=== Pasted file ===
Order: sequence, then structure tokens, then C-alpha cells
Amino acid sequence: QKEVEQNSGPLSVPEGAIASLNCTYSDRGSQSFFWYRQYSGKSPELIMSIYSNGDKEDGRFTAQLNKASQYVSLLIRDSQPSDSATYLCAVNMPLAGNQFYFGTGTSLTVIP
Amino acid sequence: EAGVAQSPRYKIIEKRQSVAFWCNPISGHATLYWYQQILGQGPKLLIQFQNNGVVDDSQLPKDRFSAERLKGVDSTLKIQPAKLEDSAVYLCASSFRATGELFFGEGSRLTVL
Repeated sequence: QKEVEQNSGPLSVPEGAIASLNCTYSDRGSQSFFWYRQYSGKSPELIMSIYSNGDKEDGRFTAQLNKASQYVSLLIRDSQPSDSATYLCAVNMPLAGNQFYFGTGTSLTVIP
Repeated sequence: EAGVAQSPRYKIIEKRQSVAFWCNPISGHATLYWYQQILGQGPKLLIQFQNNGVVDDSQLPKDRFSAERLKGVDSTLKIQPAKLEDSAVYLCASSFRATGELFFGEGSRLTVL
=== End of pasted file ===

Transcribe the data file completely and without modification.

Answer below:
Order: sequence, then structure tokens, then C-alpha cells
Amino acid sequence: QKEVEQNSGPLSVPEGAIASLNCTYSDRGSQSFFWYRQYSGKSPELIMSIYSNGDKEDGRFTAQLNKASQYVSLLIRDSQPSDSATYLCAVNMPLAGNQFYFGTGTSLTVIP
Amino acid sequence: EAGVAQSPRYKIIEKRQSVAFWCNPISGHATLYWYQQILGQGPKLLIQFQNNGVVDDSQLPKDRFSAERLKGVDSTLKIQPAKLEDSAVYLCASSFRATGELFFGEGSRLTVL
Repeated sequence: QKEVEQNSGPLSVPEGAIASLNCTYSDRGSQSFFWYRQYSGKSPELIMSIYSNGDKEDGRFTAQLNKASQYVSLLIRDSQPSDSATYLCAVNMPLAGNQFYFGTGTSLTVIP
Repeated sequence: EAGVAQSPRYKIIEKRQSVAFWCNPISGHATLYWYQQILGQGPKLLIQFQNNGVVDDSQLPKDRFSAERLKGVDSTLKIQPAKLEDSAVYLCASSFRATGELFFGEGSRLTVL